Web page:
Saturday, September 20, 2014

K.B. Laugheed, Author Appearance

When K.B. Laugheed spoke at the library the other night she talked about her novel, The Spirit Keeper, and how it got caught in the current state of the publishing world. The Spirit Keeper was Laugheed's thirteenth book, but her first one published. It was originally 750 pages. Penguin loved it, but they wanted it cut in half so it could be published in two parts. Laugheed's editor wanted her to edit it in November. With Thanksgiving holidays, Laugheed was given eighteen days to make all the changes they wanted in the 750 pages. Her editor was twenty-four-years-old, and didn't understand Indian captivity novels. She almost wanted to change the Indians into vampires. She did want to include a magic amulet. Laugheed had to convince her there shouldn't be a magic amulet.

The Spirit Keeper is historically accurate. It's not a teen novel, although some bookstores and libraries have categorized it that way only because Katie O'Toole was seventeen when savages removed her from her family.  It's not a romance. It's authentic and real, not a fantasy.

Laugheed's young editor left Penguin in March. The Spirit Keeper was released in September 2013,
but with no editor, it fell through the cracks. It wasn't submitted to any of the journals for reviews. Now, the publisher doesn't want to release part two of the book. Laugheed said there are really only five major publishers, but there are lots of ways to publish books now. She said she'd rather go with a small press than self-publish. And, she really does want to publish part two because the Katie O'Toole's story isn't complete without it. She said it might be tough, but it's her life mission to get the whole book out there.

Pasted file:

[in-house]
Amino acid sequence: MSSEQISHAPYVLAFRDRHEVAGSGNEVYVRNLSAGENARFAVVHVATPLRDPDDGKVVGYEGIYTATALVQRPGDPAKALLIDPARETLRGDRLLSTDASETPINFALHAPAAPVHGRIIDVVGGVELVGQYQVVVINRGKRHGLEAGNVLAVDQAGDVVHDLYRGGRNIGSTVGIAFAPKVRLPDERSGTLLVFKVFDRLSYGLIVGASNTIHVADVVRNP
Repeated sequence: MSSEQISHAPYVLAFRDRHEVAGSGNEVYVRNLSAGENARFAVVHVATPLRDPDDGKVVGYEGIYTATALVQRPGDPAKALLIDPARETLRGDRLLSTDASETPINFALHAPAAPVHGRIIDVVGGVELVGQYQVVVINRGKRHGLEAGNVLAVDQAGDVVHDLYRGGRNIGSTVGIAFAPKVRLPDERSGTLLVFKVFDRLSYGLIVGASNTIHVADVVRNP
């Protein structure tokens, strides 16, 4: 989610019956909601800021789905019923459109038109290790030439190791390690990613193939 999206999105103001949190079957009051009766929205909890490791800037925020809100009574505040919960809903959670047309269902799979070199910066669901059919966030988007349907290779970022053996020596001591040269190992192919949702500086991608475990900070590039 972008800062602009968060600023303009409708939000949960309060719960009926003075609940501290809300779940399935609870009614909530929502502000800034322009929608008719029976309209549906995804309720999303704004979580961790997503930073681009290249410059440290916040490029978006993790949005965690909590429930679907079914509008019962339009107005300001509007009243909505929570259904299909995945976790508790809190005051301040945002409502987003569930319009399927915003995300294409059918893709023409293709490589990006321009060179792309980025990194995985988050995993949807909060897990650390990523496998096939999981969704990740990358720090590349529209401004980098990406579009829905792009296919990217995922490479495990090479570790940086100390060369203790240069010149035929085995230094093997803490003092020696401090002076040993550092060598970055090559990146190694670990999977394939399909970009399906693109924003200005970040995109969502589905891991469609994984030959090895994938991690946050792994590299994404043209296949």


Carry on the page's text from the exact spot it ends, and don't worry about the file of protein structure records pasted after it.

The Spirit Keeper is the first book that K.B. Laugheed sold. It's an Indian captivity narrative. In 1747, Katie, a seventeen-year-old girl, was removed from her Lancaster County, Pennsylvania home by Indians. But, the book is about the differences in perspective. Everyone has a different take on the book.

Katie's narrative starts by saying she was the thirteenth child her mother conceived. At that time, only one fifth of all children conceived lived. Women were pregnant twenty-five to thirty-five times in their life. If a child made it to age ten, they usually lived because they had survived a number of diseases. Pregnancy and children shaped every aspect of women's lives. The view of children was different then. Women didn't get attached to children because they often lost them.

The Spirit Keeper is not a true story, but it is historically accurate. It's Katie O'Toole's account. K.B. Laugheed said she was captivated by native culture when she was seventeen. She lived in that world, and was compelled to write about it. She said maybe it was ancestral guilt since her great-grandparents were the first people in the part of Indiana she's from. They moved people out.

K.B. Laugheed concluded by reminding us that she wrote twelve books before this one was published. It takes time to learn the craft of writing.

If you would like to win an autographed copy of The Spirit Keeper, email me at Your subject heading should read "Win The Spirit Keeper." Please include your name and mailing address. The giveaway will end Thursday, Sept. 25 t 6 PM CT. Entries from the U.S. only, please.

K.B. Laugheed's website is

The Spirit Keeper by K.B. Laugheed. Plume. 2013. ISBN 9780142180334 (paperback), 341p.


Kay said...

I always enjoy your blog, Lesa, but *loved* this one. Can't wait to read The Spirit Keeper, sounds amazing!

Lesa said...

Thank you, Kay. It's always nice to hear when a particular post touches someone. Thank you.